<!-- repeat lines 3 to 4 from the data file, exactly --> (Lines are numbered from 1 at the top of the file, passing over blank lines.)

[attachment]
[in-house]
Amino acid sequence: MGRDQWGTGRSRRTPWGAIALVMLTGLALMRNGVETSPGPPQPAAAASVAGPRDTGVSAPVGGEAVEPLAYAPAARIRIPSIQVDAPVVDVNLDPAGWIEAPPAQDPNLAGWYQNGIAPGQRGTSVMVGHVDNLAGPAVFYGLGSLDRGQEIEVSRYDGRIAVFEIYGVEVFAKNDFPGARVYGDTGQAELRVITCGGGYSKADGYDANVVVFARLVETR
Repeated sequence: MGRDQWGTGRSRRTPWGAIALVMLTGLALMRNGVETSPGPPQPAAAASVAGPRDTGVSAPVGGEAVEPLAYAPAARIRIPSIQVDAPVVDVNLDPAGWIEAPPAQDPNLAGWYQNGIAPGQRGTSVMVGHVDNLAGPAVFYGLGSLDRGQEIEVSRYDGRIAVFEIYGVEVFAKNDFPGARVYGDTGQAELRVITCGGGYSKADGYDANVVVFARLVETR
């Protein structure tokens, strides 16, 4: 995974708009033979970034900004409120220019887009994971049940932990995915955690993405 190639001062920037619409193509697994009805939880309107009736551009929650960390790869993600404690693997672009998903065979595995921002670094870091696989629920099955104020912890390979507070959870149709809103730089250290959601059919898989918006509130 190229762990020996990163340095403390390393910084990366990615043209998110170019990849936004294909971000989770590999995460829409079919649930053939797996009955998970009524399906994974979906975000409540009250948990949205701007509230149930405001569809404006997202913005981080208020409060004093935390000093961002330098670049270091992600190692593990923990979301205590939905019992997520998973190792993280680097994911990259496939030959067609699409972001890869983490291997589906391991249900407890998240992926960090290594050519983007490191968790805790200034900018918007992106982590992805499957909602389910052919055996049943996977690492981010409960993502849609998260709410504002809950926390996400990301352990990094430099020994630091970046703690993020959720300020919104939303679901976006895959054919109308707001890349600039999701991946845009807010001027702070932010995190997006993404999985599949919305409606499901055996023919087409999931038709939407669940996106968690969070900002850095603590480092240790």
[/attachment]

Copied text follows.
Repeated sequence: MGRDQWGTGRSRRTPWGAIALVMLTGLALMRNGVETSPGPPQPAAAASVAGPRDTGVSAPVGGEAVEPLAYAPAARIRIPSIQVDAPVVDVNLDPAGWIEAPPAQDPNLAGWYQNGIAPGQRGTSVMVGHVDNLAGPAVFYGLGSLDRGQEIEVSRYDGRIAVFEIYGVEVFAKNDFPGARVYGDTGQAELRVITCGGGYSKADGYDANVVVFARLVETR
């Protein structure tokens, strides 16, 4: 995974708009033979970034900004409120220019887009994971049940932990995915955690993405 190639001062920037619409193509697994009805939880309107009736551009929650960390790869993600404690693997672009998903065979595995921002670094870091696989629920099955104020912890390979507070959870149709809103730089250290959601059919898989918006509130 190229762990020996990163340095403390390393910084990366990615043209998110170019990849936004294909971000989770590999995460829409079919649930053939797996009955998970009524399906994974979906975000409540009250948990949205701007509230149930405001569809404006997202913005981080208020409060004093935390000093961002330098670049270091992600190692593990923990979301205590939905019992997520998973190792993280680097994911990259496939030959067609699409972001890869983490291997589906391991249900407890998240992926960090290594050519983007490191968790805790200034900018918007992106982590992805499957909602389910052919055996049943996977690492981010409960993502849609998260709410504002809950926390996400990301352990990094430099020994630091970046703690993020959720300020919104939303679901976006895959054919109308707001890349600039999701991946845009807010001027702070932010995190997006993404999985599949919305409606499901055996023919087409999931038709939407669940996106968690969070900002850095603590480092240790």